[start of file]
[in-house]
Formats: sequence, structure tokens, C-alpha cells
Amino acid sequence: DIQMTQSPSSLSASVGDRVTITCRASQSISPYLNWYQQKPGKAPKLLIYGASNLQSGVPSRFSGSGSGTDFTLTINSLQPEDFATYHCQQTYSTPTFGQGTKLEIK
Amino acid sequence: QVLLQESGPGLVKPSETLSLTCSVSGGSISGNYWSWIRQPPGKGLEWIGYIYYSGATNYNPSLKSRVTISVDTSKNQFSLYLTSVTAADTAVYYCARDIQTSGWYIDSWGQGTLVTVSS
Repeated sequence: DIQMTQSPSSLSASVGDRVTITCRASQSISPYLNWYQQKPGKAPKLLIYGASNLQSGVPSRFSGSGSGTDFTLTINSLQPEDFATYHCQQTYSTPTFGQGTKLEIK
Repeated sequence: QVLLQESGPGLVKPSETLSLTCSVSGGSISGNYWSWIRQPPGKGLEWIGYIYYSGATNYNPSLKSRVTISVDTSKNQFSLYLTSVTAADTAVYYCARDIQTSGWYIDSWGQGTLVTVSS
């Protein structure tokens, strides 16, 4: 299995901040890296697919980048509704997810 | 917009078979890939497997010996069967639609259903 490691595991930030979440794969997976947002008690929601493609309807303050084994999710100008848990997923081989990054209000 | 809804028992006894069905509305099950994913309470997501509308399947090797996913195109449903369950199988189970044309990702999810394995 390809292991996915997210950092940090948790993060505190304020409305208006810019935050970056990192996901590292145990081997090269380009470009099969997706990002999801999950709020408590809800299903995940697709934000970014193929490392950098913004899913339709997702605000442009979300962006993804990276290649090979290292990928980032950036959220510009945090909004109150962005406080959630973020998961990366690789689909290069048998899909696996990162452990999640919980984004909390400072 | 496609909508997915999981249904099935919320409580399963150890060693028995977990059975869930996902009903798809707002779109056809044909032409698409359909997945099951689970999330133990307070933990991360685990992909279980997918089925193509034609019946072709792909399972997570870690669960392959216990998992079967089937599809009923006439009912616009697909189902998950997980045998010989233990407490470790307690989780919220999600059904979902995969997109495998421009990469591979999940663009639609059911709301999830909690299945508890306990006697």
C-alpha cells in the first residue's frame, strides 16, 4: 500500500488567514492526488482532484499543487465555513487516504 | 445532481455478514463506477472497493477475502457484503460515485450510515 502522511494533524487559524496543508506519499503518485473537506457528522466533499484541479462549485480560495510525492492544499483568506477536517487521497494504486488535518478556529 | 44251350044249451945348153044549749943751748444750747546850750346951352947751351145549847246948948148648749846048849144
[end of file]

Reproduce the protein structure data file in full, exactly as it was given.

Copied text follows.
[in-house]
Formats: sequence, structure tokens, C-alpha cells
Amino acid sequence: DIQMTQSPSSLSASVGDRVTITCRASQSISPYLNWYQQKPGKAPKLLIYGASNLQSGVPSRFSGSGSGTDFTLTINSLQPEDFATYHCQQTYSTPTFGQGTKLEIK
Amino acid sequence: QVLLQESGPGLVKPSETLSLTCSVSGGSISGNYWSWIRQPPGKGLEWIGYIYYSGATNYNPSLKSRVTISVDTSKNQFSLYLTSVTAADTAVYYCARDIQTSGWYIDSWGQGTLVTVSS
Repeated sequence: DIQMTQSPSSLSASVGDRVTITCRASQSISPYLNWYQQKPGKAPKLLIYGASNLQSGVPSRFSGSGSGTDFTLTINSLQPEDFATYHCQQTYSTPTFGQGTKLEIK
Repeated sequence: QVLLQESGPGLVKPSETLSLTCSVSGGSISGNYWSWIRQPPGKGLEWIGYIYYSGATNYNPSLKSRVTISVDTSKNQFSLYLTSVTAADTAVYYCARDIQTSGWYIDSWGQGTLVTVSS
């Protein structure tokens, strides 16, 4: 299995901040890296697919980048509704997810 | 917009078979890939497997010996069967639609259903 490691595991930030979440794969997976947002008690929601493609309807303050084994999710100008848990997923081989990054209000 | 809804028992006894069905509305099950994913309470997501509308399947090797996913195109449903369950199988189970044309990702999810394995 390809292991996915997210950092940090948790993060505190304020409305208006810019935050970056990192996901590292145990081997090269380009470009099969997706990002999801999950709020408590809800299903995940697709934000970014193929490392950098913004899913339709997702605000442009979300962006993804990276290649090979290292990928980032950036959220510009945090909004109150962005406080959630973020998961990366690789689909290069048998899909696996990162452990999640919980984004909390400072 | 496609909508997915999981249904099935919320409580399963150890060693028995977990059975869930996902009903798809707002779109056809044909032409698409359909997945099951689970999330133990307070933990991360685990992909279980997918089925193509034609019946072709792909399972997570870690669960392959216990998992079967089937599809009923006439009912616009697909189902998950997980045998010989233990407490470790307690989780919220999600059904979902995969997109495998421009990469591979999940663009639609059911709301999830909690299945508890306990006697």
C-alpha cells in the first residue's frame, strides 16, 4: 500500500488567514492526488482532484499543487465555513487516504 | 445532481455478514463506477472497493477475502457484503460515485450510515 502522511494533524487559524496543508506519499503518485473537506457528522466533499484541479462549485480560495510525492492544499483568506477536517487521497494504486488535518478556529 | 44251350044249451945348153044549749943751748444750747546850750346951352947751351145549847246948948148648749846048849144